Title: The Lodger
Author: Marie Belloc Lowndes
Publisher: Academy Chicago Publishers
Rating: 4/5 Stars
I cannot believe how long it took me to read this. Really, it had nothing to do with the book and everything to do with other things occupying my attention.
I have an unhealthy fascination with true crime. I could watch Investigation Discovery 24/7 much to the dismay of my roommate - then again, she could watch Grey's Anatomy and Ugly Betty 24/7 with a healthy dose of Say Yes To The Dress thrown in there to torment me, so I'd say we're even - so it should come as no surprise that I'd be equally interested in reading what is considered to be the first true crime novel.
Written by a woman, no less.
I'm not a feminist in the strictest sense, but I love the fact that The Lodger was written by a woman. Considering the times Ms. Lowndes lived in, I find it wonderful that she was able to get this novel published.
The Lodger is a very obvious homage to the most notorious unsolved serial killer in London at the time - Jack the Ripper. Told mostly through the third person perspective of Mrs. Bunting - half of a married couple on the brink of financial disaster - The Lodger tells the story of The Avenger. A madman stalking the streets of London at night and savagely killing immoral women, specifically those who enjoy a little too much alcohol.
From the beginning, Ms. Lowndes leads the reader to suspect Mr. Sleuth, Mrs. Bunting's lodger who's serendipitous arrival saves the Bunting household from financial ruin, of being the perpetrator of The Avenger crimes. The point of the story is less who-dun-it and more psychological rollercoaster as we take the journey with Mrs. Bunting from mild suspicion to outright certainty that her savior is actually a psychotic killer. By the time the ending arrives - a marvelously open-ended conclusion - Mrs. Bunting is on the brink of complete emotional and physical breakdown.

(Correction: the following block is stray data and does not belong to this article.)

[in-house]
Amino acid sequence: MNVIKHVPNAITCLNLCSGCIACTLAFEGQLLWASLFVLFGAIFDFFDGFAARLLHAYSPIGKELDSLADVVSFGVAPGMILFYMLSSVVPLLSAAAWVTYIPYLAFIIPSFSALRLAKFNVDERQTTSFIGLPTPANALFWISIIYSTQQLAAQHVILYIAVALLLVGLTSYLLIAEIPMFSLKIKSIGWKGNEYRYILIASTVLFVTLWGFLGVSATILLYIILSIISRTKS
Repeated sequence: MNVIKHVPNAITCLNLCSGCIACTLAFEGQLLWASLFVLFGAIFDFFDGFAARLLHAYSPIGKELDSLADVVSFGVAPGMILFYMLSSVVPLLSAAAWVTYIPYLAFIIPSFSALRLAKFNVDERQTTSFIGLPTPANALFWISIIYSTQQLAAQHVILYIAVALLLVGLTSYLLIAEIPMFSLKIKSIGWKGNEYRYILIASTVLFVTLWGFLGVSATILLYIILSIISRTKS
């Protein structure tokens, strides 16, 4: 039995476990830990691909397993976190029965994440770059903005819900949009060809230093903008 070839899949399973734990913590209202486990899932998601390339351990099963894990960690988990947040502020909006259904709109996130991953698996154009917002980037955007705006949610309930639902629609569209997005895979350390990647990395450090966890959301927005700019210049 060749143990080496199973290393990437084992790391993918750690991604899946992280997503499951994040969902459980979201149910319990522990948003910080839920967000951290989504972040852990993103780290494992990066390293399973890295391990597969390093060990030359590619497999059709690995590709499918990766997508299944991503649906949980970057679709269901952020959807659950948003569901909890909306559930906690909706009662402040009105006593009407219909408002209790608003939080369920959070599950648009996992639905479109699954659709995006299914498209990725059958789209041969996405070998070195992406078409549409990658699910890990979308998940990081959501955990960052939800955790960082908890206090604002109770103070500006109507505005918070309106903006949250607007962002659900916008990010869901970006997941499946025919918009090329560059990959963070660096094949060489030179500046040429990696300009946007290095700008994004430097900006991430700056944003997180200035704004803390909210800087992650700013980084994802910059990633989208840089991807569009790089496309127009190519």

Questions go unanswered in The Lodger: where did Mr. Sleuth get his money? What were his motivations? What experiments was he conducting in the second room he was renting from the Buntings? Still, I was not left unsatisfied. Perhaps it was from reading the entire book knowing Mr. Sleuth was the killer or perhaps it was my desire for Mrs. Bunting to get some relief from her emotional torment, but when Mr. Sleuth finally disappeared into the busy streets of London, I was simply glad to see him go. Mrs. Bunting wasn't the most likable character I'd ever read, but she was a good person and Ms. Lowndes did a marvelous job of making me understand her desperation and fear from the very first page.
From a technical standpoint, The Lodger did not feel as dated as I expected. I found it a very easy read, not bogged down by descriptions of the scenery or daily life as some pre-television/movie classics can be. Ms. Lowndes's pacing was also excellent, in my opinion, and she did not drag her story out unnecessarily. What's really commendable, though, is her characterization and using some truly horrific crimes as a framework for a psychological horror story.